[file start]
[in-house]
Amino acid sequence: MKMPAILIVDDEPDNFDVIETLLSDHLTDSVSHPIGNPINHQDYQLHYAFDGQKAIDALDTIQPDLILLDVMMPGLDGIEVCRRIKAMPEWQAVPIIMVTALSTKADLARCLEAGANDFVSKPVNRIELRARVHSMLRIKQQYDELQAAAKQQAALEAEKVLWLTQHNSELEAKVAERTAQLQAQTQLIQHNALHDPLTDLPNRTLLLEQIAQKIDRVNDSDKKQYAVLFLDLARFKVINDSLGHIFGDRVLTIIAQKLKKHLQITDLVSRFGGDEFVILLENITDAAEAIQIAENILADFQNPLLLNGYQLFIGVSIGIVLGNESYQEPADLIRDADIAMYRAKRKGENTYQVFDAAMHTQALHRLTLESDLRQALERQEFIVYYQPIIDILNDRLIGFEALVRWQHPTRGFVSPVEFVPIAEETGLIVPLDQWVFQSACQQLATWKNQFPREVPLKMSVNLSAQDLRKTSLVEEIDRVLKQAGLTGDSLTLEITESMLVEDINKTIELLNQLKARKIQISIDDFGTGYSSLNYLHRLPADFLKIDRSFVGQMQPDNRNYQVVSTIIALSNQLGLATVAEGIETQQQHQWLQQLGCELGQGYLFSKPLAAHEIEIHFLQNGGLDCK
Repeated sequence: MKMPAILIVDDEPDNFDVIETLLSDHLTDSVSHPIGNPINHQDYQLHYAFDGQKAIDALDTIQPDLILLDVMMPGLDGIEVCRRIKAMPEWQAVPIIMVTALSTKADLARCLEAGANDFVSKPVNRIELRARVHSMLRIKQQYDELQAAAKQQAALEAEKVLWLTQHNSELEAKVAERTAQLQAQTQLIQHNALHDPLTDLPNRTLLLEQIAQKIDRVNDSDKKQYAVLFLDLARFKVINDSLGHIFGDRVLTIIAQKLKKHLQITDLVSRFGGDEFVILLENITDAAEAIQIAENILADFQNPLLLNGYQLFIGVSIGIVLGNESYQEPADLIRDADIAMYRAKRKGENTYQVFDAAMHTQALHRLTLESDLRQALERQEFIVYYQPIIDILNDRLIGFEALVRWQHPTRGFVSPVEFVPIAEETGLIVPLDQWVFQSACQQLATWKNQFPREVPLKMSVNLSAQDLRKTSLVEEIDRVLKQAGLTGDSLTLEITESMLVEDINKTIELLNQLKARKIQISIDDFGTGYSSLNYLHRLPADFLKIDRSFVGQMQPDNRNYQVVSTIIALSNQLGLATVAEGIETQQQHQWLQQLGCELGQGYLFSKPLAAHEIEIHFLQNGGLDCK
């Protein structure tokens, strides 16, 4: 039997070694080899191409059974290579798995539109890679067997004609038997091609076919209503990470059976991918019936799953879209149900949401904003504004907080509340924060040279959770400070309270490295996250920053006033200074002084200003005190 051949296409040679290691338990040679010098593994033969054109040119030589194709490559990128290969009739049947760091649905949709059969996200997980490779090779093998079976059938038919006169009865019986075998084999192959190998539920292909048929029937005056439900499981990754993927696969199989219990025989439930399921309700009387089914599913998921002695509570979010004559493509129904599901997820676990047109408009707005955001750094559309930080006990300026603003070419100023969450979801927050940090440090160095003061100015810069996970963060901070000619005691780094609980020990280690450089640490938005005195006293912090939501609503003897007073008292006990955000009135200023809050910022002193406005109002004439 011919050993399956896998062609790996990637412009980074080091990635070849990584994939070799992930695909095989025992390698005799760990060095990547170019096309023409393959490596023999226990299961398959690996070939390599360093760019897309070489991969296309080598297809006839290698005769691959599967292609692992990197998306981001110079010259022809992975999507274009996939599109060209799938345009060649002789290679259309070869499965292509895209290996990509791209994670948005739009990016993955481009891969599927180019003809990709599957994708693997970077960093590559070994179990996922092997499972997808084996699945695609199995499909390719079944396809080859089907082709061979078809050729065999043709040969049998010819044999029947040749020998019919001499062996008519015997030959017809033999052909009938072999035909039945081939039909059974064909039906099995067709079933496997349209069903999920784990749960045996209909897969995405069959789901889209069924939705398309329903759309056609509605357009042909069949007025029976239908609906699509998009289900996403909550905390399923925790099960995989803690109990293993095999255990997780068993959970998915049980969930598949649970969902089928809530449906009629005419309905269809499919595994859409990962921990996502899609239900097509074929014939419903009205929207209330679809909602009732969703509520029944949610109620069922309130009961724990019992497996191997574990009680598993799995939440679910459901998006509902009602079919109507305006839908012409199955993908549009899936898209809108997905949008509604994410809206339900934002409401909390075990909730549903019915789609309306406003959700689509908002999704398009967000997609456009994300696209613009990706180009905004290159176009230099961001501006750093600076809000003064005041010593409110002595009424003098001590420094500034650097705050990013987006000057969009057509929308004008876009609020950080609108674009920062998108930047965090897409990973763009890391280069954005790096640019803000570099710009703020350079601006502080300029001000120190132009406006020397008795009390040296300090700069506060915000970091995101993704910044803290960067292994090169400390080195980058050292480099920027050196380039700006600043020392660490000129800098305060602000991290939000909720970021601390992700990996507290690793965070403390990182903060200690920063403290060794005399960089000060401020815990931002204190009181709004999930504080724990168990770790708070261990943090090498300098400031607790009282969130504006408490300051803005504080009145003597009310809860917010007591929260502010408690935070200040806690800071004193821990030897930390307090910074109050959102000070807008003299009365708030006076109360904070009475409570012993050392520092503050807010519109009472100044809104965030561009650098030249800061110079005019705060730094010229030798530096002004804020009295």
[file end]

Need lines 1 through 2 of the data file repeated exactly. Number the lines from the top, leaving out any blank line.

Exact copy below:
[in-house]
Amino acid sequence: MKMPAILIVDDEPDNFDVIETLLSDHLTDSVSHPIGNPINHQDYQLHYAFDGQKAIDALDTIQPDLILLDVMMPGLDGIEVCRRIKAMPEWQAVPIIMVTALSTKADLARCLEAGANDFVSKPVNRIELRARVHSMLRIKQQYDELQAAAKQQAALEAEKVLWLTQHNSELEAKVAERTAQLQAQTQLIQHNALHDPLTDLPNRTLLLEQIAQKIDRVNDSDKKQYAVLFLDLARFKVINDSLGHIFGDRVLTIIAQKLKKHLQITDLVSRFGGDEFVILLENITDAAEAIQIAENILADFQNPLLLNGYQLFIGVSIGIVLGNESYQEPADLIRDADIAMYRAKRKGENTYQVFDAAMHTQALHRLTLESDLRQALERQEFIVYYQPIIDILNDRLIGFEALVRWQHPTRGFVSPVEFVPIAEETGLIVPLDQWVFQSACQQLATWKNQFPREVPLKMSVNLSAQDLRKTSLVEEIDRVLKQAGLTGDSLTLEITESMLVEDINKTIELLNQLKARKIQISIDDFGTGYSSLNYLHRLPADFLKIDRSFVGQMQPDNRNYQVVSTIIALSNQLGLATVAEGIETQQQHQWLQQLGCELGQGYLFSKPLAAHEIEIHFLQNGGLDCK